Point/Counterpoint: Best potential Super Bowl matchup?

Point: A Brady-Rodgers Super Bowl would be one for the century

Luke Garza

Assistant Sports Editor



(Mike Morbeck, Flickr)
(Mike Morbeck, Flickr)

If the Packers and Patriots defeate their respective opponents Sunday, fans and analysts will refer to the potential game as being the battle of two quarterbacks as opposed to a battle of two teams.

And, team allegiance aside, that’s exactly what football fans should be rooting for this weekend.

Aaron Rodgers and Tom Brady are two of the best signal-callers in league history. Getting to see the two of them go against each other in Houston would be one of the greatest spectacles in the history of the sport.

Here’s why: Each quarterback is arguably coming off their most impressive season and their paths to conference championship weekend are more similar than you might think.

Both quarterbacks overcame adversity early in the season. Brady’s adversity came in the form of a four-game suspension. Rodgers’ Packers stood at 4-6 with only six games left.

Brady combated NFL commissioner Roger Goodell’s suspension with an 11-1 record, 28 touchdowns and two interceptions. That’s the best touchdown-to-interception ratio in NFL history.

Rodgers bounced back and had one of the most impressive stretches for a quarterback in NFL history, throwing 15 touchdowns and zero interceptions in his final six games.

Although watching these two quarterbacks battle it out would be fun, the conversations that would follow would engage and entertain sports fans for months. If Brady wins Super Bowl LI, he’ll have five rings in seven tries. Any statement saying he wouldn’t be the greatest quarterback of all time would be debunked as a myth by most logical sports fans. With that being said, we all know there are analysts such as Steven A. Smith who might argue otherwise. If Brady wins, what’s next? Will he retire? Will he try to extend his NFL record of 203 wins? Will Patriots coach Bill Belichick dare trade Brady as he enters his 40s?

If Rodgers wins, his legacy instantly changes. He’d double his amount of rings and begin to get more consideration for being the greatest quarterback of all time. Knocking off the Patriots in the Super Bowl would catapult Rodgers into the all-time top five.

A Rodgers-Brady Super Bowl is a win-win. Fans get to see a once-in-a-lifetime matchup. Analysts get countless storylines to debate on their shows. And finally, we’ll get to see one of two quarterbacks end their tumultuous season with the Lombardi Trophy in their hands.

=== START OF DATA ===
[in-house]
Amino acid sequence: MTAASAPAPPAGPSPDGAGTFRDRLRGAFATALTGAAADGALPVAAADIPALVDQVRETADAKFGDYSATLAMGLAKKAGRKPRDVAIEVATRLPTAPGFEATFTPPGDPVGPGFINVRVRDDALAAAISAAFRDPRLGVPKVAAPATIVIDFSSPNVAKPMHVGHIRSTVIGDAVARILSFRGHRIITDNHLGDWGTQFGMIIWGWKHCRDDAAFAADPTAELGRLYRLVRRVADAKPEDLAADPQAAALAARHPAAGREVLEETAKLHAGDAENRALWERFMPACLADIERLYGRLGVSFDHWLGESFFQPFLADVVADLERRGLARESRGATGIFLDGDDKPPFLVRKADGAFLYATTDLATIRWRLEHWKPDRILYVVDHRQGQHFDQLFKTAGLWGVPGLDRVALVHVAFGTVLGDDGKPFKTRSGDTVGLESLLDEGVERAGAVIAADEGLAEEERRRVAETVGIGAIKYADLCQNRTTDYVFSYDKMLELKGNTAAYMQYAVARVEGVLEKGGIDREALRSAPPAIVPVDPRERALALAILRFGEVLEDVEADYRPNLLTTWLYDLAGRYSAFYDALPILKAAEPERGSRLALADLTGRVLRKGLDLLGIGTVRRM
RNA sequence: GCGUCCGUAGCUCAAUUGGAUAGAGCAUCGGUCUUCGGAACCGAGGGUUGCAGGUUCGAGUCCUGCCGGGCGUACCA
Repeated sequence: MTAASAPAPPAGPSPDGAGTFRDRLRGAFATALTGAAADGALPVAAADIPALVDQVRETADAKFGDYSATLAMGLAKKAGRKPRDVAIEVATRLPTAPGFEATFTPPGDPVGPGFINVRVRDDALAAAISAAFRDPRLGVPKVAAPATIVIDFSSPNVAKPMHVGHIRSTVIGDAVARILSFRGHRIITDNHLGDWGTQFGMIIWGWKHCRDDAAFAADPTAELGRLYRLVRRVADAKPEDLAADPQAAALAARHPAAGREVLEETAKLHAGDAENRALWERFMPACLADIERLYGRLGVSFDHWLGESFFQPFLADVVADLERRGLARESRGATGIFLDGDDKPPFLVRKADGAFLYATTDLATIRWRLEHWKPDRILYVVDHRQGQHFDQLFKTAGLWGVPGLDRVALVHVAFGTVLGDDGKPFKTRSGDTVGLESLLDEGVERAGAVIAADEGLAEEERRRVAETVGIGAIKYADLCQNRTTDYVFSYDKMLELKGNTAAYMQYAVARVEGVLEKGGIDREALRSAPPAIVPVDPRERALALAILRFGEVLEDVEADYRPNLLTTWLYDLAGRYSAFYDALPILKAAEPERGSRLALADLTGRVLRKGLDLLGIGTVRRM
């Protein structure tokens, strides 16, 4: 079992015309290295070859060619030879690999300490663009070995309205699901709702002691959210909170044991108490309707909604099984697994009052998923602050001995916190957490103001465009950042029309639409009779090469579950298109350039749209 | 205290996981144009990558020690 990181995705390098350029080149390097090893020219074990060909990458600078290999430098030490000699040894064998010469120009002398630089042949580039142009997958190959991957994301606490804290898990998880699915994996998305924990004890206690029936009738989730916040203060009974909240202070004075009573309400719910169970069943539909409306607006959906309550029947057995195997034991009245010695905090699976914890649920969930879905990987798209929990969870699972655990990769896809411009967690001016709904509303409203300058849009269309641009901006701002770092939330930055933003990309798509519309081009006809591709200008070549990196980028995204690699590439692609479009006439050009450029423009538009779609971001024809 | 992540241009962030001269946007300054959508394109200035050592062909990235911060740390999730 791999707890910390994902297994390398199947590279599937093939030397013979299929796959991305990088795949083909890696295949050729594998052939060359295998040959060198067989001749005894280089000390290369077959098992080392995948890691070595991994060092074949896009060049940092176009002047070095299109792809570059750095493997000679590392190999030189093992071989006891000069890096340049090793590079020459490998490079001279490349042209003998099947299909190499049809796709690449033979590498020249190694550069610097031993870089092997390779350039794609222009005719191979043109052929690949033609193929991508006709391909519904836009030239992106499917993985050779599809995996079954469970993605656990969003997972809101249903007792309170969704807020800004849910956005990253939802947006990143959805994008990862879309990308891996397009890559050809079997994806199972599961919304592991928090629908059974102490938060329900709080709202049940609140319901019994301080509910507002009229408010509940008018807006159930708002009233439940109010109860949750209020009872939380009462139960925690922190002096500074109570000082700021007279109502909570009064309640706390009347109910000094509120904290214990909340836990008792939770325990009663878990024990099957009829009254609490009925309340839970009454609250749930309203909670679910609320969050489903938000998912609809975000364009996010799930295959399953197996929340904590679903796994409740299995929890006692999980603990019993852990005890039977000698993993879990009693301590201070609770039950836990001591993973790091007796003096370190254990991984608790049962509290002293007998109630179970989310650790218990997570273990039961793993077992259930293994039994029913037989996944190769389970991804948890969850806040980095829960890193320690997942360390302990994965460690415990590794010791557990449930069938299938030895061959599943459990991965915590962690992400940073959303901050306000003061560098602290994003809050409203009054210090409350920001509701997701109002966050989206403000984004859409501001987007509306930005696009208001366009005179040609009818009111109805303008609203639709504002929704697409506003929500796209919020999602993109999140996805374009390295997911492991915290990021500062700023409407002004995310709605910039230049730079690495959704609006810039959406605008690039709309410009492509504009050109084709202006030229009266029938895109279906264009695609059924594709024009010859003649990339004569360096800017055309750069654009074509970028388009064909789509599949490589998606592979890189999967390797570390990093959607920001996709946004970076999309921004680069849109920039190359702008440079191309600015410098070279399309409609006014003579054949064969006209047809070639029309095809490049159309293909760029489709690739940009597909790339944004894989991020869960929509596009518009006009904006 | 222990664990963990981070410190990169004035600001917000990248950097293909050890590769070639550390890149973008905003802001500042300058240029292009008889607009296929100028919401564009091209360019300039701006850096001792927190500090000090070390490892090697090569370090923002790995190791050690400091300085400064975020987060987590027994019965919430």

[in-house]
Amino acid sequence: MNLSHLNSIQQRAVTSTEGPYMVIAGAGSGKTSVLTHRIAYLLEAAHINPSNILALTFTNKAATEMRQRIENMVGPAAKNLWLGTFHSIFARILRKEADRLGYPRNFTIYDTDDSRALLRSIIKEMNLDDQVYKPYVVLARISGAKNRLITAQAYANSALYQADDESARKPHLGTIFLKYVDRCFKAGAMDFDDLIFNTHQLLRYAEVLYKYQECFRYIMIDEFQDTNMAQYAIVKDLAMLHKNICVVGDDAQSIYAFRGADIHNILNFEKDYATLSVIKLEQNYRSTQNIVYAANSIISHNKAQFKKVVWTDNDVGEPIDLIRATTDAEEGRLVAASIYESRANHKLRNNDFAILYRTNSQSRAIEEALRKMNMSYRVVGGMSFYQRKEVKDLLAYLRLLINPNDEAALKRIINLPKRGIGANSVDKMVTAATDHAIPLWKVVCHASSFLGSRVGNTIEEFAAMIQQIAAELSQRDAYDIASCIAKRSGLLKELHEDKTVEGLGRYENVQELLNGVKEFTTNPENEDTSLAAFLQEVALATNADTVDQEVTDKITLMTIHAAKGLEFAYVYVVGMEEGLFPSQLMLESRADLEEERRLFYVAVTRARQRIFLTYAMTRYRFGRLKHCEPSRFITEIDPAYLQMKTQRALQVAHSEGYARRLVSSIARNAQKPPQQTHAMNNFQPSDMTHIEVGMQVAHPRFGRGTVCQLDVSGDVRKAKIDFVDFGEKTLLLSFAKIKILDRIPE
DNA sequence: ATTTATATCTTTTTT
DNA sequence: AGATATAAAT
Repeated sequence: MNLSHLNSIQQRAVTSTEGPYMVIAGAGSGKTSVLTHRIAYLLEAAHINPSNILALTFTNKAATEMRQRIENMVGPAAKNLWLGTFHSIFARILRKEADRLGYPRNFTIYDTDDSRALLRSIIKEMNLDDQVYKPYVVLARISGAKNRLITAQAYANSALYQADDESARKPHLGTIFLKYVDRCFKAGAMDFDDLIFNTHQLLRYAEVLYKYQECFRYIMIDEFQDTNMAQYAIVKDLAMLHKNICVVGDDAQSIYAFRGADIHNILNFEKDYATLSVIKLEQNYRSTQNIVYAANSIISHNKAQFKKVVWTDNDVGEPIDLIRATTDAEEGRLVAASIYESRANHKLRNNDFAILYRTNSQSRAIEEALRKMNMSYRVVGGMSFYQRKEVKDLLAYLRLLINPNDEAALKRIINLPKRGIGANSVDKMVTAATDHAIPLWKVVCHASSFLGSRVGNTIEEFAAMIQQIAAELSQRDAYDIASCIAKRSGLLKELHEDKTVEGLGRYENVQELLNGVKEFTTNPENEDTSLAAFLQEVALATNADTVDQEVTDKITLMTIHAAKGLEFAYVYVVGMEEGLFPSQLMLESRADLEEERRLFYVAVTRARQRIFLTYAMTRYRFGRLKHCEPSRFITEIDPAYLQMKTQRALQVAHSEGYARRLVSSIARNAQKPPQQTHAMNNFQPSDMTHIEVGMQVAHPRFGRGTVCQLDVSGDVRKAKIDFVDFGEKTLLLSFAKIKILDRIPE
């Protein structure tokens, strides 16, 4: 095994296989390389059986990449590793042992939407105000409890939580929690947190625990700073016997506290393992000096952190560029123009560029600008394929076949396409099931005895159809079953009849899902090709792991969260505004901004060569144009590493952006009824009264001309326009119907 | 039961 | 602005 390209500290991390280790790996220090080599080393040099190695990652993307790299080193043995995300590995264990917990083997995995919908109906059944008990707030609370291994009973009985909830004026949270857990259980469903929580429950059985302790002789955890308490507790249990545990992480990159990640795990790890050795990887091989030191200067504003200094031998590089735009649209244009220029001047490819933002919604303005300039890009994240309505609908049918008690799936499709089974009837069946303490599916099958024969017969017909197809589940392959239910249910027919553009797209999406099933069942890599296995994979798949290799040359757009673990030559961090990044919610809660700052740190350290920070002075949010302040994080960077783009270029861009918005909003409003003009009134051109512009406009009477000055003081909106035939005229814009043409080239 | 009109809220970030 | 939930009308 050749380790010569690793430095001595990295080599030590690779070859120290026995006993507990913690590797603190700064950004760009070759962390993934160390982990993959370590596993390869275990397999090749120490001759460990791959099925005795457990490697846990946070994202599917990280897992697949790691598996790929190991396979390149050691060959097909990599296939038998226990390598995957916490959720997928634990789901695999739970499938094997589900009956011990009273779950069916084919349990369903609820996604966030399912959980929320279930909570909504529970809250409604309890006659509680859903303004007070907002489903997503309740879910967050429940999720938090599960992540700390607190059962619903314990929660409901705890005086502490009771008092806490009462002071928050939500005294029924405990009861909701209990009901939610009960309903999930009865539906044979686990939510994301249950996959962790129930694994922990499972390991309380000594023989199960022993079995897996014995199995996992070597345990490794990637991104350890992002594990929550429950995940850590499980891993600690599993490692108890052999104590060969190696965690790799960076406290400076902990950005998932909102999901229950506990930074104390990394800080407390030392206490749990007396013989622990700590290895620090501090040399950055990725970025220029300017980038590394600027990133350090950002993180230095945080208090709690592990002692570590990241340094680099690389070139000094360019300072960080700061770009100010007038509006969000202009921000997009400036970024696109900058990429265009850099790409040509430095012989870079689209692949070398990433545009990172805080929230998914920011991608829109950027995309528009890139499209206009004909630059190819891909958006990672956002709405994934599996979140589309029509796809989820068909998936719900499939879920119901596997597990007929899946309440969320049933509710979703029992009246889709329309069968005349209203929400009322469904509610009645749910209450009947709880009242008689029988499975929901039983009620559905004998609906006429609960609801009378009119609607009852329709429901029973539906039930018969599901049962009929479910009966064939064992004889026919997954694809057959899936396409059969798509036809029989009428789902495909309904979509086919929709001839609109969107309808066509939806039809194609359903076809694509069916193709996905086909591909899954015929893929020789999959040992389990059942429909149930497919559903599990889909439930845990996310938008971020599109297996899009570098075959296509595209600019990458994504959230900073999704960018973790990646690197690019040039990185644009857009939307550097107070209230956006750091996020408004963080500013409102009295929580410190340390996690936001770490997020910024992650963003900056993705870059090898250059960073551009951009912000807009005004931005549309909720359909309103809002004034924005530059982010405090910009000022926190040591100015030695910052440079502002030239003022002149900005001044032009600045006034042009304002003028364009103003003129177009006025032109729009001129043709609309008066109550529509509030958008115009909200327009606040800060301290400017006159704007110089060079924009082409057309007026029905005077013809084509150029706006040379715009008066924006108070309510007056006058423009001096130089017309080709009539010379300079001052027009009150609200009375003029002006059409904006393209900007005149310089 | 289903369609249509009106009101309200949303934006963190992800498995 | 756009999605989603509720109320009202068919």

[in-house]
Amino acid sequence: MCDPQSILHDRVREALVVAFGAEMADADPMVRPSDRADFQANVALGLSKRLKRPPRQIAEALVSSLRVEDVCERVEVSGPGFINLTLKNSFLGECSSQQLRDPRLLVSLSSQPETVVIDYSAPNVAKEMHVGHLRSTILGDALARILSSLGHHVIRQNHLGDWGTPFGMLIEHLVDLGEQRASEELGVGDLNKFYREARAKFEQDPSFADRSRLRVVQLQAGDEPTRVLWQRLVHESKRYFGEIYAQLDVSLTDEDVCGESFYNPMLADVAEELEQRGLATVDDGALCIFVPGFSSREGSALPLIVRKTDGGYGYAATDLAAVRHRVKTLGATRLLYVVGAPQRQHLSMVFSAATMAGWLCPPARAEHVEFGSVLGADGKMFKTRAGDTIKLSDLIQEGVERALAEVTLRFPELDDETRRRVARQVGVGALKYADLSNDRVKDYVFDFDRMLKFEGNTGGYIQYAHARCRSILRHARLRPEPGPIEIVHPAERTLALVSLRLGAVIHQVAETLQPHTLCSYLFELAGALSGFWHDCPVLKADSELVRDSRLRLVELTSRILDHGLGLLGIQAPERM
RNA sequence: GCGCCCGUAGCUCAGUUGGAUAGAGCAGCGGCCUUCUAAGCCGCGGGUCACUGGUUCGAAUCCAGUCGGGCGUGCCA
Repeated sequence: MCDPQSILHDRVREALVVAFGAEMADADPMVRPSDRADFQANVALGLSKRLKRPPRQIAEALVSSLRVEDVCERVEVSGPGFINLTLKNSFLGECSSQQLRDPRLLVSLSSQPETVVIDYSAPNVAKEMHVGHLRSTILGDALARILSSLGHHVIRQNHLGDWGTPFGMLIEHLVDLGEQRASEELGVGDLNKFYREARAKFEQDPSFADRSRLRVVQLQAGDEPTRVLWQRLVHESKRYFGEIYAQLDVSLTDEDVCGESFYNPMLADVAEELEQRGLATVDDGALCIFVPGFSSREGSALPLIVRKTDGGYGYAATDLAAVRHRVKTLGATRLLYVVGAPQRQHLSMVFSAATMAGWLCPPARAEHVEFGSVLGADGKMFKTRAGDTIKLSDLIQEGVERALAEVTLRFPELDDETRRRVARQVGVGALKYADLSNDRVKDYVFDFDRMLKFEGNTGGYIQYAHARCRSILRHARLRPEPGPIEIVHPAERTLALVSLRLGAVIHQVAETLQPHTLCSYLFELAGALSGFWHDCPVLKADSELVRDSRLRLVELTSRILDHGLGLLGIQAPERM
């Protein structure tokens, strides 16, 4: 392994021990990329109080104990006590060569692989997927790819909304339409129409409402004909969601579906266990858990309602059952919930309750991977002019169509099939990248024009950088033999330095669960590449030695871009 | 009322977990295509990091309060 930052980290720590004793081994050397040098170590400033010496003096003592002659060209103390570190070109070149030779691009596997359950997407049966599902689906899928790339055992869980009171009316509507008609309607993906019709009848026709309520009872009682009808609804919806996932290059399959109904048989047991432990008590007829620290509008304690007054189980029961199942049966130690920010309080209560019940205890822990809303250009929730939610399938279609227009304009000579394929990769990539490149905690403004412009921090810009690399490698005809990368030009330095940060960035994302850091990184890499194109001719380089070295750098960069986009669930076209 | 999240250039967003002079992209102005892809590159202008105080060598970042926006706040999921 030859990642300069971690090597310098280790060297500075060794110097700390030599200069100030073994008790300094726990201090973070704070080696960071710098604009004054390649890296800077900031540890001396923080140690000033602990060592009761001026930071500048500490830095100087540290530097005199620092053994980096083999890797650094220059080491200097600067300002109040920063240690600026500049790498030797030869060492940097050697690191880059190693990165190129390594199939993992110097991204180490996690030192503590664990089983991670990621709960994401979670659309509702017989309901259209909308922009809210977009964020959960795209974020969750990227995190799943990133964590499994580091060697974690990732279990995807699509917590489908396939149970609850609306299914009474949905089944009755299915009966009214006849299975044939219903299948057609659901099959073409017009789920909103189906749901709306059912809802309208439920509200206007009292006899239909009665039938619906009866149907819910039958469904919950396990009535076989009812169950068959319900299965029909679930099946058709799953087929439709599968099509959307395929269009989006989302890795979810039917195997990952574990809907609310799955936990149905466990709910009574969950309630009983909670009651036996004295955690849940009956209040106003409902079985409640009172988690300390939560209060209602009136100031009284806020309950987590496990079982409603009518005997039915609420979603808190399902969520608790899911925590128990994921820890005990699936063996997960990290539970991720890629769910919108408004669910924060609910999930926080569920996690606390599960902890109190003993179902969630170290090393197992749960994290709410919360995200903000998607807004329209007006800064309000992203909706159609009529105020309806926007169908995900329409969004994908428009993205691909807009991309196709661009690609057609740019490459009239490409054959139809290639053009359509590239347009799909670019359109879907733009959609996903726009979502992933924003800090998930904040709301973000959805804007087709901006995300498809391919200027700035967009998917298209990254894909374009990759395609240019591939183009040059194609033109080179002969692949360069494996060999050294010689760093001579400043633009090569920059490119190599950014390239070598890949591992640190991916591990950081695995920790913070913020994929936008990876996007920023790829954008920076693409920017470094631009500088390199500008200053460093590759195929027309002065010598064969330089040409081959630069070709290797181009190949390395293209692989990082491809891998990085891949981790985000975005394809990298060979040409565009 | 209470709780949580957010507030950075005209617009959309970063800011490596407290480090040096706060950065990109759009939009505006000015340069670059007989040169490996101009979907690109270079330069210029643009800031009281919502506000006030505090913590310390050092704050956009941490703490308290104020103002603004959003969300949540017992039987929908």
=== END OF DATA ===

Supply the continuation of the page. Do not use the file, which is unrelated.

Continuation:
Counterpoint: Best Super Bowl matchup would be Falcons/Steelers

Jeremy Kolok

Sports Blogger



(Brook Ward, Flickr)
(Brook Ward, Flickr)

On the surface, I see the appeal for a Patriots against Packers Super Bowl matchup. The thought of the two best quarterbacks in the league going head-to-head is intriguing, but hear me out for a second. Last year, we had the quarterback matchup that we all craved, the new age vs. the old age (Peyton Manning against rising superstar Cam Newton), and it ended up being a pretty boring game, heavily dominated by the defenses. Haven’t we seen enough marquee Super Bowl quarterback matchups?

We’ve seen Tom Brady playing in February time and time again. Unless he’s playing his proven kryptonite Eli Manning, I don’t want to see him in the big game again. And as a Cowboys fan, I am at my breaking point when it comes to hearing how fantastic Aaron Rodgers is. We get it. Rodgers and Brady are Super Bowl veterans. Why not get a new team in there? The young Atlanta Falcons would make a fantastic story for FOX to air a 30-minute documentary about on their 12-hour long Super Bowl pregame coverage. And I know the Steelers have been in the Super Bowl just as recently as the Packers, but they didn’t win it. I’m much more open to seeing Pittsburgh back playing in February than I am Green Bay.

(Football Schedule, Flickr)
(Football Schedule, Flickr)

For the first time ever, rather than focusing on a potential quarterback Super Bowl matchup, I’d like to shift the focus to the real athletes. A Falcons vs Steelers matchup would put the two most talented receivers in the league against each other in the Super Bowl for the first time. Antonio Brown and Julio Jones both showcase a set of abilities the league has never really seen before. This would truly be a fantastic offensive showcase if they were to meet in the Super Bowl. The ability of these young players to take control of the game every single time they touch the football would be extravagant to watch in the biggest game of the year.

The offensive firepower between Atlanta and Pittsburgh against the two weakest defenses of the final four teams would not only dazzle the audience of America’s biggest sporting event, but also create a plethora of highlight plays, maybe two or three times as many that would occur in a normal Super Bowl. If the Patriots got in, who would we expect our highlight plays to be produced by, Chris Hogan? And the Packers’ star receiver Jordy Nelson may not even be able to play in a potential Super Bowl after breaking his ribs in the Wild Card round.

Ben Roethlisberger and Matt Ryan may not be Brady or Rodgers. They are, however, two star quarterbacks capable of displaying the heroics we have become accustomed to seeing by signal callers in the Super Bowl. The possibility of these quarterbacks having weapons on the field like Brown and Jones should have sports fans salivating at this potential highlight play heavy matchup on football’s greatest stage.


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